Former Qwest Communications CEO Joseph Nacchio was awarded $14 million in a civil case he brought against a former financial advisor whose testimony years ago helped land Nacchio in jail on insider trading charges.
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Although the two cases were unrelated, Nacchio said in an interview with FOXBusiness.com that the jury’s decision in the recent trial in New Jersey left him feeling “vindicated” because the jury believed his testimony despite efforts by defense attorneys to impugn his character.
“It was a good victory. I wanted to right a wrong that had been committed against my family,” Nacchio said Friday. “I felt personally a bit of vindication.”
Nacchio was one of a small group of high-profile, alleged white collar criminals targeted by the government in the late 1990s and early 2000s on accusations of insider trading and various acts of financial misconduct allegedly committed on the publicly traded companies they ran. Former HealthSouth (NYSE:HLS) CEO Richard Scrushy, Dennis Kozlowski, the former CEO of Tyco International (NYSE:TYC) and Jim Treacy, former COO of online recruiting agency Monster Worldwide (NYSE:MWW), are Nacchio’s peers in that category.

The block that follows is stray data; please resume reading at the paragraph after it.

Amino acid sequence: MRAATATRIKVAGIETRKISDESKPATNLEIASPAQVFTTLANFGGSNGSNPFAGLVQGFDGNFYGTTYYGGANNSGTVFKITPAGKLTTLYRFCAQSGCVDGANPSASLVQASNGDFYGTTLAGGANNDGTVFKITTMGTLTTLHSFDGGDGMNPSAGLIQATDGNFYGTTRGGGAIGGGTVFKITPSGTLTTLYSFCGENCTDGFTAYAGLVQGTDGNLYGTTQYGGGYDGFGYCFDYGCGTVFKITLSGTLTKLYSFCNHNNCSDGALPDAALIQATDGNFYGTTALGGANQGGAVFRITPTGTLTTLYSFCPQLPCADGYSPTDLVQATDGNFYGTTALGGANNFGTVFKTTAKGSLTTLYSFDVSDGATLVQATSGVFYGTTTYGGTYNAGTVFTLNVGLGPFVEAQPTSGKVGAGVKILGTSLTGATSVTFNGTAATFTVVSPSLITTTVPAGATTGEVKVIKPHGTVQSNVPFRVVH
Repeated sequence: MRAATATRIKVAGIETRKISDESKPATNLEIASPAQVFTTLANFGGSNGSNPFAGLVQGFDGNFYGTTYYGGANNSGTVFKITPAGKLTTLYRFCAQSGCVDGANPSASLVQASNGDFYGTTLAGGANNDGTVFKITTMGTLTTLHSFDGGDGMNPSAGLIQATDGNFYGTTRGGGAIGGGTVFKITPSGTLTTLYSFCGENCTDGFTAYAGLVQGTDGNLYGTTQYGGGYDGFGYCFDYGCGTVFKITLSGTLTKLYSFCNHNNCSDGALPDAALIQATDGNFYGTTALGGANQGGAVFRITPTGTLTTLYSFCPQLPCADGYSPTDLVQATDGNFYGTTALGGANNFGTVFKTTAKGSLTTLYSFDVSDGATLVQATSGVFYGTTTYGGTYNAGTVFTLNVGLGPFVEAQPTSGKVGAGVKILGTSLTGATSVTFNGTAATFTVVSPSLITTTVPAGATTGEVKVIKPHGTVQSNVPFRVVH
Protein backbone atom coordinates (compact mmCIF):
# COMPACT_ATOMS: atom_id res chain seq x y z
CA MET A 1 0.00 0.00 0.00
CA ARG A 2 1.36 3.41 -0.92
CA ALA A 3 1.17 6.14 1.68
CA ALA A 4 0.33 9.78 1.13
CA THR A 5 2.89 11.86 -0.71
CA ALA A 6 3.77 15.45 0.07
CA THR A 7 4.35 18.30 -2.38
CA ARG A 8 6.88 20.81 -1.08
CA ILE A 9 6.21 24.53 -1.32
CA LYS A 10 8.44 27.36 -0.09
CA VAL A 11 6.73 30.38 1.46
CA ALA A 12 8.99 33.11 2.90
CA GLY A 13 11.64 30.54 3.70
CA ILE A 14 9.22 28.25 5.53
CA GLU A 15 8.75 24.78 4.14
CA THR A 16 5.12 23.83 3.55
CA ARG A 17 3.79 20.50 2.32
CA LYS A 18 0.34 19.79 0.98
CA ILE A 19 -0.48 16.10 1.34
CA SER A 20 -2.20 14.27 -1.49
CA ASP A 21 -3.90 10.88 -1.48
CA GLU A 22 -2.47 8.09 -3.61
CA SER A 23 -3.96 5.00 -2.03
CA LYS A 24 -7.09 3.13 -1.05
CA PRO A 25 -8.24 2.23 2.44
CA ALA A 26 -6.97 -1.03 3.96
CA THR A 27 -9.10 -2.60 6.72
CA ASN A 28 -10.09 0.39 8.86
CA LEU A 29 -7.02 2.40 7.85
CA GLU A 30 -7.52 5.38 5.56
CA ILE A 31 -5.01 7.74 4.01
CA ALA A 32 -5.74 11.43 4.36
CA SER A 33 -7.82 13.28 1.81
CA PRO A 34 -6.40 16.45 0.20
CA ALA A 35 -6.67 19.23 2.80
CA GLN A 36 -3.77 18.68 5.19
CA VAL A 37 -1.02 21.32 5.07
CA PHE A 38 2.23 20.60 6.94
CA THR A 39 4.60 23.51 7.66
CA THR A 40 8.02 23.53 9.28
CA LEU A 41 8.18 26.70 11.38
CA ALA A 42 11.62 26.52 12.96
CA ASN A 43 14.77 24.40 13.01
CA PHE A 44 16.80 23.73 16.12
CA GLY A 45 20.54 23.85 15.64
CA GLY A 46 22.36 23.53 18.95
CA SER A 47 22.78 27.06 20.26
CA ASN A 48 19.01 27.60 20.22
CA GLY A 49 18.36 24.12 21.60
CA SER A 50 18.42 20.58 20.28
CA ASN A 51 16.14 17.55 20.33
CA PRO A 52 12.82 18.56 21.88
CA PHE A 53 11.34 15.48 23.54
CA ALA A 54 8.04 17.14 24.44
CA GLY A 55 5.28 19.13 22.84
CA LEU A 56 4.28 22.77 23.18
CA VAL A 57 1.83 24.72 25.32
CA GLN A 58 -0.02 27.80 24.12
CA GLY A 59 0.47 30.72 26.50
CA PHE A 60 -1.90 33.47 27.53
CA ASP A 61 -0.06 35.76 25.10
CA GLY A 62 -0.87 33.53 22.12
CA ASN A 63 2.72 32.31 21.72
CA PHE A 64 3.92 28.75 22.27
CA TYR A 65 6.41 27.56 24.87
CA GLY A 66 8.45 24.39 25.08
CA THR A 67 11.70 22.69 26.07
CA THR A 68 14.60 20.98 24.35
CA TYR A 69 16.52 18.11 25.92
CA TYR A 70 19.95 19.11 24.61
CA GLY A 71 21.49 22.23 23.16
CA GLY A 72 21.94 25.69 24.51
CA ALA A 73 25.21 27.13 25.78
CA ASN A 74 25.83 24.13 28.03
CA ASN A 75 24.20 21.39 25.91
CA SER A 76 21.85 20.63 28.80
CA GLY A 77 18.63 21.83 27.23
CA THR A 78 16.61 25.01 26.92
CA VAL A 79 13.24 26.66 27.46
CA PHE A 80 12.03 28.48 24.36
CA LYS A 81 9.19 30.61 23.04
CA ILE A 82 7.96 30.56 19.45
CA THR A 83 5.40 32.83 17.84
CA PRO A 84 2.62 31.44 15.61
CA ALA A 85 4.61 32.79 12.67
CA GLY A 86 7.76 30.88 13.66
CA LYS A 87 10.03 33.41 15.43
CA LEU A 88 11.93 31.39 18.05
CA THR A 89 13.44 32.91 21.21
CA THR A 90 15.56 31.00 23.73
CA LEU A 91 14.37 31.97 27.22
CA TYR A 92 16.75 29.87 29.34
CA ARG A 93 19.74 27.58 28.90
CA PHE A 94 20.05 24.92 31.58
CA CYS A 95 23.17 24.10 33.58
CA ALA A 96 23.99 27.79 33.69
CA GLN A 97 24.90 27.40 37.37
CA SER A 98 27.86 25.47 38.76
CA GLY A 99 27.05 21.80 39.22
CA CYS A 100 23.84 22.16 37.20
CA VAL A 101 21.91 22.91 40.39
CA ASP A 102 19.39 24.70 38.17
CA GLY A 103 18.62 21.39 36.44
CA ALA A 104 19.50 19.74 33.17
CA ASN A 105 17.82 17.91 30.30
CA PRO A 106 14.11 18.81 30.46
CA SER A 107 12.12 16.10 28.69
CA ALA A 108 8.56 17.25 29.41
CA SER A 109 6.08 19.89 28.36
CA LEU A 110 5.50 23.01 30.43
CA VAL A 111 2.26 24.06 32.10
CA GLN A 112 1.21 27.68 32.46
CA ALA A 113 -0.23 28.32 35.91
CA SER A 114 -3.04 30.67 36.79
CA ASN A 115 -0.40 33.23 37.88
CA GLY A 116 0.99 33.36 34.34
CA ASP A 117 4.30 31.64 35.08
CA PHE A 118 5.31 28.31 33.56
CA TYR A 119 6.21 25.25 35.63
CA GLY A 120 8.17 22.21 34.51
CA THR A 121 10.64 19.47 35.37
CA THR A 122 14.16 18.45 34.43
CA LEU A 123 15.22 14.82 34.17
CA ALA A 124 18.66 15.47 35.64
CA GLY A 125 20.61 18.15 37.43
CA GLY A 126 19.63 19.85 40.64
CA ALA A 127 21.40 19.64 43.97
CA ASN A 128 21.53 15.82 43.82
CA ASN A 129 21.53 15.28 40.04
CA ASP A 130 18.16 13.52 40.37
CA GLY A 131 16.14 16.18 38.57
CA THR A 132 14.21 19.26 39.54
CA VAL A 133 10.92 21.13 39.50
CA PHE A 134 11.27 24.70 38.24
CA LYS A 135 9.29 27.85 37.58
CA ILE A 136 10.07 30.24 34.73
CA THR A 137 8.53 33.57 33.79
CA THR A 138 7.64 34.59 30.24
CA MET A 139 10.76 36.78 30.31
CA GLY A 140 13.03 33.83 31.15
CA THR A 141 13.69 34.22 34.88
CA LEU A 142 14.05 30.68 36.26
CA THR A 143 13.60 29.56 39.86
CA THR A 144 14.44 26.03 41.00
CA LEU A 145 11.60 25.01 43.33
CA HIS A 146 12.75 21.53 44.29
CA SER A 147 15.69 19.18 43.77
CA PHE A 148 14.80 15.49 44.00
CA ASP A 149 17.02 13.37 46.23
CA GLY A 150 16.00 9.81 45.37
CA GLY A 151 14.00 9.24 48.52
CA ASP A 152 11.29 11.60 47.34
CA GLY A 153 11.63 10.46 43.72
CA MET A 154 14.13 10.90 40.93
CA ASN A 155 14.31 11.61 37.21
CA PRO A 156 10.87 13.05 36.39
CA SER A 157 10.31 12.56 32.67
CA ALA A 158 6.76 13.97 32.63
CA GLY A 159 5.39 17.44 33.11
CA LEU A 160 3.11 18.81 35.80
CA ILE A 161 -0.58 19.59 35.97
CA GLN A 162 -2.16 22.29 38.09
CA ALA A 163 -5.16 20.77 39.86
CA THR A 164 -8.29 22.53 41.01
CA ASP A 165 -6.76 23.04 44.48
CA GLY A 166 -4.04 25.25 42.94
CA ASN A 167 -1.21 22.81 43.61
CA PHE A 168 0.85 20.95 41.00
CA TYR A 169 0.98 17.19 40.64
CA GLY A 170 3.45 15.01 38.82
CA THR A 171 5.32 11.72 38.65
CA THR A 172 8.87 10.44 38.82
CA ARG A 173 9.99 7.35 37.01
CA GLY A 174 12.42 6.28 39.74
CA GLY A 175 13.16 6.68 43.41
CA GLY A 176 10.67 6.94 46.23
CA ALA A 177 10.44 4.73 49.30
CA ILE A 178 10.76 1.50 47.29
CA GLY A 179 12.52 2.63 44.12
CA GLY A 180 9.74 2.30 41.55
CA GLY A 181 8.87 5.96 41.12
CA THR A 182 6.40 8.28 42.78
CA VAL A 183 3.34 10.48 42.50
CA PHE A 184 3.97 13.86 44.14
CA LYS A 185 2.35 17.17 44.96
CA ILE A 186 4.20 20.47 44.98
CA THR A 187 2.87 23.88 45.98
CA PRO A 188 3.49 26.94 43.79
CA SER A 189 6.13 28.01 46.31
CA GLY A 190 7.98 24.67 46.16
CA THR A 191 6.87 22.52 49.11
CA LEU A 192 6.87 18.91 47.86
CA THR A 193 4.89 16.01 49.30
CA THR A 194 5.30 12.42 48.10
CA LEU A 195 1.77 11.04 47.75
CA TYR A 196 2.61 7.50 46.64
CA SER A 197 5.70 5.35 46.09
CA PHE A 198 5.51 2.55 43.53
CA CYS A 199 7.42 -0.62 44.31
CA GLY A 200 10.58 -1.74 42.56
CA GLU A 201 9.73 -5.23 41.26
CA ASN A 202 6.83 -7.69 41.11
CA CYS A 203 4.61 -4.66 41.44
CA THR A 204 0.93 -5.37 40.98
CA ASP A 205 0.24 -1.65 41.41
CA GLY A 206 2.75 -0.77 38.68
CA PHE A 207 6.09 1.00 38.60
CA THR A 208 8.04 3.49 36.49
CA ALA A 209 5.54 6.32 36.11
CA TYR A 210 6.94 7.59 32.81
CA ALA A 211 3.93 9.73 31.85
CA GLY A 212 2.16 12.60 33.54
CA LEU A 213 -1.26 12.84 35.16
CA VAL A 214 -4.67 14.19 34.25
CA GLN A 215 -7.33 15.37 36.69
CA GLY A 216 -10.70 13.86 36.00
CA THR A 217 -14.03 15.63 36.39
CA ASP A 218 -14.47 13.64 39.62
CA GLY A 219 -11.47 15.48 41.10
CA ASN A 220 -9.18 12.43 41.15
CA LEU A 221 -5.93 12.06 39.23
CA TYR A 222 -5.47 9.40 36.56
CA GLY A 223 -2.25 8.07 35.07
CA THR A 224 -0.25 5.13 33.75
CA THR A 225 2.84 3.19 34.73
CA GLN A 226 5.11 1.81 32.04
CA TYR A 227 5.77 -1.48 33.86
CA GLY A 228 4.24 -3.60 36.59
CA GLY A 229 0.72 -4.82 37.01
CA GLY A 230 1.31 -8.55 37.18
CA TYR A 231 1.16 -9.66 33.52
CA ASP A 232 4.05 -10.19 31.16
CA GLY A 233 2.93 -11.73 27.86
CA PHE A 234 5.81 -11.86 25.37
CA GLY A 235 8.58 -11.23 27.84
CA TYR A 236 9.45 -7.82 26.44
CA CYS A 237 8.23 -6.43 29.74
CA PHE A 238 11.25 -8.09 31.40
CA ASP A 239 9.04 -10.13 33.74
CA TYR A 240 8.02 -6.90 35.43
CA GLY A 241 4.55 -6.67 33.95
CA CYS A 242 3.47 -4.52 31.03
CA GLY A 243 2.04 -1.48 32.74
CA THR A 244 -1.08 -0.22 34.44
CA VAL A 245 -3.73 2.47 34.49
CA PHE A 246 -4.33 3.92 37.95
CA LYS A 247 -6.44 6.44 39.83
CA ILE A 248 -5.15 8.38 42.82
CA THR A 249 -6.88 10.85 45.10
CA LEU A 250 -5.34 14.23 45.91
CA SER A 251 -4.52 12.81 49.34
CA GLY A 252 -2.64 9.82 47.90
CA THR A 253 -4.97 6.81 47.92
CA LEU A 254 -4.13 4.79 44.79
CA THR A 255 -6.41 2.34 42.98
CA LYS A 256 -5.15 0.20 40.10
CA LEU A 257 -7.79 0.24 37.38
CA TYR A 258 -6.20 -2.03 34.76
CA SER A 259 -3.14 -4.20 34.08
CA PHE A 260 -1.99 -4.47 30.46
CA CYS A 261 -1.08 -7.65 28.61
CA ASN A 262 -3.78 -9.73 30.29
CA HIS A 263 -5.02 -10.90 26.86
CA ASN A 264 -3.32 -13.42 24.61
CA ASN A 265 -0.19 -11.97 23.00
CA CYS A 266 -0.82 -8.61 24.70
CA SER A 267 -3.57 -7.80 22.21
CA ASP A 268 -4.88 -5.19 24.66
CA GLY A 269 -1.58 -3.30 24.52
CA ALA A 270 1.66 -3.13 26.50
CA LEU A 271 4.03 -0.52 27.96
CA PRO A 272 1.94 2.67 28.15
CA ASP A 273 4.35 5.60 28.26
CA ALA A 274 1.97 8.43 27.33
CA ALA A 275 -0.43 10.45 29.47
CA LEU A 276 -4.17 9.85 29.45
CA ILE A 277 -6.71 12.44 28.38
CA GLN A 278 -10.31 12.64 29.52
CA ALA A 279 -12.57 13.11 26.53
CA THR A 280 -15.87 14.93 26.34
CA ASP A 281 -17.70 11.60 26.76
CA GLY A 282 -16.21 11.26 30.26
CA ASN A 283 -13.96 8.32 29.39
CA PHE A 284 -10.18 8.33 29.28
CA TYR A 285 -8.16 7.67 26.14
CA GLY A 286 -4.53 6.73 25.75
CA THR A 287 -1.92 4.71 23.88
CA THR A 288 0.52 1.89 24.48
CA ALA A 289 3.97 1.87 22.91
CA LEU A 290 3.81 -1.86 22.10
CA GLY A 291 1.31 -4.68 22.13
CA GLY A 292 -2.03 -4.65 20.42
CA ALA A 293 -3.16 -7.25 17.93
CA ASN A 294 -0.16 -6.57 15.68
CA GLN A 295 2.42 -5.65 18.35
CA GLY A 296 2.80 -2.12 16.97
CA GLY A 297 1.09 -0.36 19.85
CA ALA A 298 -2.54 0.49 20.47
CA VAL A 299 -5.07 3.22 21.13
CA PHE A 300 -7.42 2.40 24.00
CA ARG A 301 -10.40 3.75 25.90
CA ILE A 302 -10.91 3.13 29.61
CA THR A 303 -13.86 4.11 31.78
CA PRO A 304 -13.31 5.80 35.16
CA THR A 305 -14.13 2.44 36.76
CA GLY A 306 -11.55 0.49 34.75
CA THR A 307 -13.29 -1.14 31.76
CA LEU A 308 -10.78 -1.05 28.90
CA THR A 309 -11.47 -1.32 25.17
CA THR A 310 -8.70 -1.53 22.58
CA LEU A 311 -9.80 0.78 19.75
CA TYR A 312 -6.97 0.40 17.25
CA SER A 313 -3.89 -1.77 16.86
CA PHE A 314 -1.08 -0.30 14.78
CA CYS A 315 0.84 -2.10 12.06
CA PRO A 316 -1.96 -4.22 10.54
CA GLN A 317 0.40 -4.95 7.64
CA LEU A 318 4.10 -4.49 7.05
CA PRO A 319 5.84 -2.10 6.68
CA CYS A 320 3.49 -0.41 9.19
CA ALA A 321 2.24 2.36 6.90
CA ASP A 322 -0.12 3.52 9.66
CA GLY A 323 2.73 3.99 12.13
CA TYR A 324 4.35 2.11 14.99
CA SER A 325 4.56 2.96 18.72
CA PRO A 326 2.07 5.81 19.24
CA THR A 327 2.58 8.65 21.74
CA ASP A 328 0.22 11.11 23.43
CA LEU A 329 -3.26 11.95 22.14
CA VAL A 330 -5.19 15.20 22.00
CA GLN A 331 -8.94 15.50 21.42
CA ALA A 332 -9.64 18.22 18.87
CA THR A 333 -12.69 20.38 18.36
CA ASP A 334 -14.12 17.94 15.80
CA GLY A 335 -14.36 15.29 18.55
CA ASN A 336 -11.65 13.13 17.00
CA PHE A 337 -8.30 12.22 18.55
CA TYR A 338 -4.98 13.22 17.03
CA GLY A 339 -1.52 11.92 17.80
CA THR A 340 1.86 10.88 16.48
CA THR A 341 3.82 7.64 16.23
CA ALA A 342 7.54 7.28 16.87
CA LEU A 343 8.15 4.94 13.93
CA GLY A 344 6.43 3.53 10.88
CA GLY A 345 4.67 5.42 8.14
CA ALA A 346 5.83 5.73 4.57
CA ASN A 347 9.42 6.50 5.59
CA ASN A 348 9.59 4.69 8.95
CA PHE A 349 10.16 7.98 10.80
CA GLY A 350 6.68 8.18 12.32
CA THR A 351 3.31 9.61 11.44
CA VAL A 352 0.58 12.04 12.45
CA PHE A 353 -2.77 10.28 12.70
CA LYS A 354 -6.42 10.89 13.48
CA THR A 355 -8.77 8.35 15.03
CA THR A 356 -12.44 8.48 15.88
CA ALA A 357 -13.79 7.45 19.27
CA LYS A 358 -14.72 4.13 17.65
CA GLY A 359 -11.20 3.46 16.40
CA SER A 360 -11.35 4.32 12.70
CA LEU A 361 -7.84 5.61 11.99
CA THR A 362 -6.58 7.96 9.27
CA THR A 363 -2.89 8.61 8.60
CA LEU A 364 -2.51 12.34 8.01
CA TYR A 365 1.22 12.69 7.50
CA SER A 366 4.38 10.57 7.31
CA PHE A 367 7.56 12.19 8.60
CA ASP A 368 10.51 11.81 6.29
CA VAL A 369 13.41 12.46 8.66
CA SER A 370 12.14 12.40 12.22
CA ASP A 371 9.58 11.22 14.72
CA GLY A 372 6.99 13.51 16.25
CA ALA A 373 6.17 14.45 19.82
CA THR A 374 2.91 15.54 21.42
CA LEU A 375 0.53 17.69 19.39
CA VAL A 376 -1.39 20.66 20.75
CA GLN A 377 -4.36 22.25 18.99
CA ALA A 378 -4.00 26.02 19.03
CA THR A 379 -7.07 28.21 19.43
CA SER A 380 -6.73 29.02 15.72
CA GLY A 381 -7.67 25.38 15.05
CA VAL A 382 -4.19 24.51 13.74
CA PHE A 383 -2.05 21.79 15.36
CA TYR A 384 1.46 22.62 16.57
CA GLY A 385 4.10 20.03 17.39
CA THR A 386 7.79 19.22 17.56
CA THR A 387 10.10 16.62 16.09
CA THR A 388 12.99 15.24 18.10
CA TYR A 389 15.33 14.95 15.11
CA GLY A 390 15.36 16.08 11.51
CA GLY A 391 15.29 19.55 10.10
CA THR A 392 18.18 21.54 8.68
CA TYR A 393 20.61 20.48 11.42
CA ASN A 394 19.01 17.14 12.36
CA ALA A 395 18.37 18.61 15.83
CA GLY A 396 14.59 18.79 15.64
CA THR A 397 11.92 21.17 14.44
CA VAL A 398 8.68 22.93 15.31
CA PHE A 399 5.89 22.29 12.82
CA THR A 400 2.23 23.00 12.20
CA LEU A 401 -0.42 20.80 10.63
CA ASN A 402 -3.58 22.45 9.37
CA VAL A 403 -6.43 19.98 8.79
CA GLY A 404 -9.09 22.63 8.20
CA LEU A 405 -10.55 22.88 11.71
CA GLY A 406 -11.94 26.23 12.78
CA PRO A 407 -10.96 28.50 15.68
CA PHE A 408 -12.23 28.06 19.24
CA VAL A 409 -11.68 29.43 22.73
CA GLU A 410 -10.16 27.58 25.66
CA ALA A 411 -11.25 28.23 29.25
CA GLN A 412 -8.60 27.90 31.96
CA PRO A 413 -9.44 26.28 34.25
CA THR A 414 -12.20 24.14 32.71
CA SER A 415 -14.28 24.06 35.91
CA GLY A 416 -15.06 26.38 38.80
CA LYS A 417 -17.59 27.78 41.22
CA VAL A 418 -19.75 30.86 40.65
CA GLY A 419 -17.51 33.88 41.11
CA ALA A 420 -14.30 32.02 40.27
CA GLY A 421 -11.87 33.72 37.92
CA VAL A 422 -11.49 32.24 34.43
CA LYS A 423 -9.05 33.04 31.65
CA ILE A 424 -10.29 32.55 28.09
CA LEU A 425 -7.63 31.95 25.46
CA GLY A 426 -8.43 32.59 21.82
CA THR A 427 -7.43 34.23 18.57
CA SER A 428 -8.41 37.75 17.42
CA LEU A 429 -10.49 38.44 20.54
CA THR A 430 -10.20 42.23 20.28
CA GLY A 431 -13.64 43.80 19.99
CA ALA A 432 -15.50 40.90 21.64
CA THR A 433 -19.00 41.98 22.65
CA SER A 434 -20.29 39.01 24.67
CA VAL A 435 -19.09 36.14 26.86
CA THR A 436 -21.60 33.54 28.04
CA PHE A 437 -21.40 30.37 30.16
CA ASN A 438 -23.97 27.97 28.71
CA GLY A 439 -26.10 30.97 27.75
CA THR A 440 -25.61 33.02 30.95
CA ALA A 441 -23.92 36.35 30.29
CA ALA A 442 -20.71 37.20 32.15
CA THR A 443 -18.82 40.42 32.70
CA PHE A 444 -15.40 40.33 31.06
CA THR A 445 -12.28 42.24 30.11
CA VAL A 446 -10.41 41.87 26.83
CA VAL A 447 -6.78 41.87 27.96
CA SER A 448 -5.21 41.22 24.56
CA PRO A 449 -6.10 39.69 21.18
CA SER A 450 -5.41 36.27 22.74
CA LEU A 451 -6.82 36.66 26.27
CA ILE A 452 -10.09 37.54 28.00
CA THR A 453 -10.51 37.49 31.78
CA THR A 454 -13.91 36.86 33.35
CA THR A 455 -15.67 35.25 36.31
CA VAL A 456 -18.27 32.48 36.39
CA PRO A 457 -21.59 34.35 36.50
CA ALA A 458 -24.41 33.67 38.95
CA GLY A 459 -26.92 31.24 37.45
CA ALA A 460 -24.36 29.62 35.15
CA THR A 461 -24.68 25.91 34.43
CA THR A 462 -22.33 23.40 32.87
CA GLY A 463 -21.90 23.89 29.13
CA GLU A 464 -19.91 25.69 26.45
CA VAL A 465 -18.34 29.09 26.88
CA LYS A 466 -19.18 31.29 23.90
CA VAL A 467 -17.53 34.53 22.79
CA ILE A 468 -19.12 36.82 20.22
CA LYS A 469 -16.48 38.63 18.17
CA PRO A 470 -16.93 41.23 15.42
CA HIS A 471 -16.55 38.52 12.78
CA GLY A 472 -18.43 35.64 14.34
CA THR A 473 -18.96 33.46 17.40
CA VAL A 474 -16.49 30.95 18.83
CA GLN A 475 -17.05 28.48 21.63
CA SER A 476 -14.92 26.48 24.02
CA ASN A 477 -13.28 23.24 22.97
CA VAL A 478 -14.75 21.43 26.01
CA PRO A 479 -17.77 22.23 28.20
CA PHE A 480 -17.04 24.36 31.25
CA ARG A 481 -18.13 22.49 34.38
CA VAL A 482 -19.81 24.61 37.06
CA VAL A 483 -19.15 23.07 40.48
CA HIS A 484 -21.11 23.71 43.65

Nacchio, 66, spent several years in prison after being convicted in 2007 of insider trading while running Denver-based Qwest.
During the insider trading trial, Nacchio’s financial advisor, David Weinstein, who worked with a Goldman Sachs (NYSE:GS) affiliate called Ayco Co., was called to testify against Nacchi and asked to explain Nacchio’s possible motivation for allegedly selling some $52 million in Qwest shares.
Nacchio has maintained his innocence in the insider trading case.
Several years later, while Nacchio was still in prison, he and his wife filed suit against Weinstein claiming the advisor breached his fiduciary duty to put his clients’ interests ahead of his own. Specifically, the Nacchio’s claimed Weinstein misled them with regard to a complex life insurance policy the Nacchio’s had purchased.
Nacchio explained to FOXBusiness.com that he had a long-term relationship with Weinstein but that the relationship seemed to change after Nacchio rose to the top of Qwest and started making serious money. The financial advisor, he said, began to aggressively push increasingly complicated products.
Eventually the Nacchios brought the case to court.
“I felt wronged by this, it bothered me for a number of years,” Nacchio said. “The principle was important to me, to right an injustice.”
In court papers, attorneys defending Weinstein said the financial advisor disclosed all risks to the Nacchios, according to Bloomberg News. Ayco said they plan to appeal the ruling. Weinstein and his lawyers couldn’t be reached for comment Friday.